Mean Streets was the first epochal film in Martin Scorsese’s career – and he seemed to know it, opening with three motifs that signal the direction he would take over the next decade. The first image we see is a film projector, suggesting a fresh start, or consolidation, after his first two films, which seem like apprentice works by comparison. From there, we move to an extended credit sequence that takes place on a small screen centred in the middle of the frame. This miniature screen, which is modelled on the newsreels of the 1950s, continues the gritty documentary realism of Who’s That Knocking At My Door, but with an even more vital and vibrant yearning for total continuity between cinema and city. Finally, we shift to the start of Scorsese’s gangster narrative, where the main contraband seems to be film equipment as well, since we open with the revelation that a box of German lenses is actually a collection of Japanese adapters. Whether German or Japanese, Scorsese indicates his intention to pair his gritty crime narratives, and their perennial New York backdrop, with a wider cosmopolitan apprecaition for the various New Waves that were unfolding in Europe and Asia at the time.
This ambition is even more remarkable in that it is paired with a very specific genre exercise – a revival of the gangster films so popular in the first wave of sound cinema, but adapted to fit the experiences of second-generation Italian-American immigrants in New York City. If Mean Streets is more experimental than Scorsese’s debut, then it’s also tighter in its story too, blending avant-garde and genre touches, and pairing individual vignettes with a broader narrative thread, for an experience that must have been more visceral and ethereal than just about anything else available in American cinema at the time. At times, Scorsese’s freewheeling style approaches the hand-held camera revolution of the 1990s, as he veers between classical composition and underground cinema like a master bricoleur, creating an experience that is closer to music than to cinema, so organically does it ebb, flow and recede.
No surprise, then, that the film is suffused with back-to-back music, which imbues even the most suspenseful scenes with a loose, easy immediacy. This is a gangster film shot with the intensity of a live concert, or a live event – live cinema, as vitally connected to the streets as a newsreel about crimes and characters that have dominated the headlines the same day. Whereas Who’s That Knocking at My Door? was a solo vehicle for Harvey Keitel, and Barbara Hershey and David Carradine were only permitted a fairly anodyne rapport in Boxcar Bertha, Mean Streets contains the first great pairing of Scorsese’s career – Keitel, who plays low-level gangster Charlie Cappa, and Robert De Niro, who plays his friend “Johnny Boy” Civello. Unlike The Godfather, though, we don’t see anything of the Mafia hierarchy, since Scorsese mainly focuses on these two lone traders as they collect money (in Charlie’s case) or evade collectors (in Johnny Boy’s case). In both cases, however, they’re continually moving, seeking or escaping capture, and creating vivid lines of flight through the lower Manhattan streetscape that couldn’t be more different from the stately, historicised compositions of Coppola’s mob.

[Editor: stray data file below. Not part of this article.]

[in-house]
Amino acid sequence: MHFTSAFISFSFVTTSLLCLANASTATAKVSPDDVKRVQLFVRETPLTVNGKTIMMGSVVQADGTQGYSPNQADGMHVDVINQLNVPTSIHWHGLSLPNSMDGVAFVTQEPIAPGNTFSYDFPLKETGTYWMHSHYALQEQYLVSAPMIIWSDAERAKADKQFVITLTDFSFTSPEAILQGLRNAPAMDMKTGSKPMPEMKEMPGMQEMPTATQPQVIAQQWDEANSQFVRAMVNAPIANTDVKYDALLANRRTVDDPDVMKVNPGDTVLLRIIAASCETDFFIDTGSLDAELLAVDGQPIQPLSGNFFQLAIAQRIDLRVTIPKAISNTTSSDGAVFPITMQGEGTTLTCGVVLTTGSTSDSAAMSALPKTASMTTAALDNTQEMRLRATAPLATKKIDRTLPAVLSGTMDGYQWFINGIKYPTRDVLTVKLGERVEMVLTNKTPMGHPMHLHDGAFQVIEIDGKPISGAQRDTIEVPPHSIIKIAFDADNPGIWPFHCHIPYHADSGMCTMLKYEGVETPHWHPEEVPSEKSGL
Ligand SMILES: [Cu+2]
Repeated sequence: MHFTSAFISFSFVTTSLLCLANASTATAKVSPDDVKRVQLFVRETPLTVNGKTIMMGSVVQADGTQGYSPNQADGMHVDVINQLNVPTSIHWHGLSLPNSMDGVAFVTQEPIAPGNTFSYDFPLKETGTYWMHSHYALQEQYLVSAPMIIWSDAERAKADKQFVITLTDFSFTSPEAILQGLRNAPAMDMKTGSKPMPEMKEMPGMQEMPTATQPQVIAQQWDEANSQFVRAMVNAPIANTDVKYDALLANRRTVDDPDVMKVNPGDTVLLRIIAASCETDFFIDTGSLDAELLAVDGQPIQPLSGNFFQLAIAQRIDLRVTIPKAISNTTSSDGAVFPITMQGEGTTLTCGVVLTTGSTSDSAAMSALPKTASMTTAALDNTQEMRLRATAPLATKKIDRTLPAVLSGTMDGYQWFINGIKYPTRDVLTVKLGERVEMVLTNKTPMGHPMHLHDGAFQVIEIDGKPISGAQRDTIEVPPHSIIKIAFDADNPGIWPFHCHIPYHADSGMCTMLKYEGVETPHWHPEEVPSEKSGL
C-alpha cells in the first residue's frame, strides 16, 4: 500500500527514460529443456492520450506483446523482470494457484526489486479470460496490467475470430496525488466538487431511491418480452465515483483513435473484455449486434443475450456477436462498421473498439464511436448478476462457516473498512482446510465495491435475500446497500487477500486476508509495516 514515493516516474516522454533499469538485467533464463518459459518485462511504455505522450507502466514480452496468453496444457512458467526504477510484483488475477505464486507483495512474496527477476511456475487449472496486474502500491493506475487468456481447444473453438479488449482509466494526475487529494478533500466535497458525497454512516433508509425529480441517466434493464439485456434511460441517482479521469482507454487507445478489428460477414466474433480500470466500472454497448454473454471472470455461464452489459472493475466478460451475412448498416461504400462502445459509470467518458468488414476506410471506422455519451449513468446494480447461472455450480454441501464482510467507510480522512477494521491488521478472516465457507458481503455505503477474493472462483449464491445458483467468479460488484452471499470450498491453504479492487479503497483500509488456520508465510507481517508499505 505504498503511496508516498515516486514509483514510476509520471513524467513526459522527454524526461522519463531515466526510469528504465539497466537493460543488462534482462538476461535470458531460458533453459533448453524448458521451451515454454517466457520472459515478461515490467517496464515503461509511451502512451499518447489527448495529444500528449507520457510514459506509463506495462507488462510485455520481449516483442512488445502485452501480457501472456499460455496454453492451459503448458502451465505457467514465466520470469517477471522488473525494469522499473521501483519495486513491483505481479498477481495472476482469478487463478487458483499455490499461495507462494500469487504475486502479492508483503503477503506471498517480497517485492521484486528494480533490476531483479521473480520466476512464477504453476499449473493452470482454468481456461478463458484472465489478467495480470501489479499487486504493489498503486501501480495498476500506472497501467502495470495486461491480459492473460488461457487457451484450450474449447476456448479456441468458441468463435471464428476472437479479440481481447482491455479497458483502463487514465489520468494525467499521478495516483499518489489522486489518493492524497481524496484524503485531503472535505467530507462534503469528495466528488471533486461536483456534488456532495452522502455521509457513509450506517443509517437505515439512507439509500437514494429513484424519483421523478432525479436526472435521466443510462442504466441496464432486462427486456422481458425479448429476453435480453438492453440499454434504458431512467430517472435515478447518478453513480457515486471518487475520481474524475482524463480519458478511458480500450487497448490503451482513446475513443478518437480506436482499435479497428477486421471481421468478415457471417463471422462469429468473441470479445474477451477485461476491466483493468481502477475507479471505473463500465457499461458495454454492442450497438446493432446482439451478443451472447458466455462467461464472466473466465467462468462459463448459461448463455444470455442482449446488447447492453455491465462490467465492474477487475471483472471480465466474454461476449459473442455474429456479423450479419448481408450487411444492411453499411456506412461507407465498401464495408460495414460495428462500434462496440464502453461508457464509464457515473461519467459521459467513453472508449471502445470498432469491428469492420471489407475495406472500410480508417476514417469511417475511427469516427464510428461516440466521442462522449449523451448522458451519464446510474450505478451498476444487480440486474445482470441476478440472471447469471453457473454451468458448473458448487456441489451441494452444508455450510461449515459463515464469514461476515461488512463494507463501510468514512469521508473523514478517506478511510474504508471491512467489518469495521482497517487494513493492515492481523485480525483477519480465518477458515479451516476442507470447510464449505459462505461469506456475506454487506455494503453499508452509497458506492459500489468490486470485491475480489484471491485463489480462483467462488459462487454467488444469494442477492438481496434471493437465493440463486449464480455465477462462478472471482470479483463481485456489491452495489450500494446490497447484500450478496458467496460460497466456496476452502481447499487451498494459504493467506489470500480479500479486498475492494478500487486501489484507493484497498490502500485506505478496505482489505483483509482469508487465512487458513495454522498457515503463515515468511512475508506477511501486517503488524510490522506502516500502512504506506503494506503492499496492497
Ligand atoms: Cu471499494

In that sense, Mean Streets is about the vibrancy of Italian-American street life as much as it is a Mafia film – and that vibrancy centres on movies, especially westerns, the main point of reference for the masculine camaraderie on display here. As with most westerns, Mean Streets is as much about postures, poses and swagger as it is about story, characters or themes, since Scorsese introduced a whole new haptic vocabulary here – an entirely new masculine body language to rival the John Wayne postures that preoccupy his Italian-American characters. It’s a matter of vocal inflection as much as body language, especially for De Niro, who had been in a fair few films by this point, but who discovered his most distinctive beats and tics here. In particular, the inane role of Johnny Boy plays perfectly to De Niro’s unhinged, shit-eating grin – he easily has the most vivid facial expressions in the entire film, and they’re only ever one degree of insanity away from morphing into those of Travis Bickle.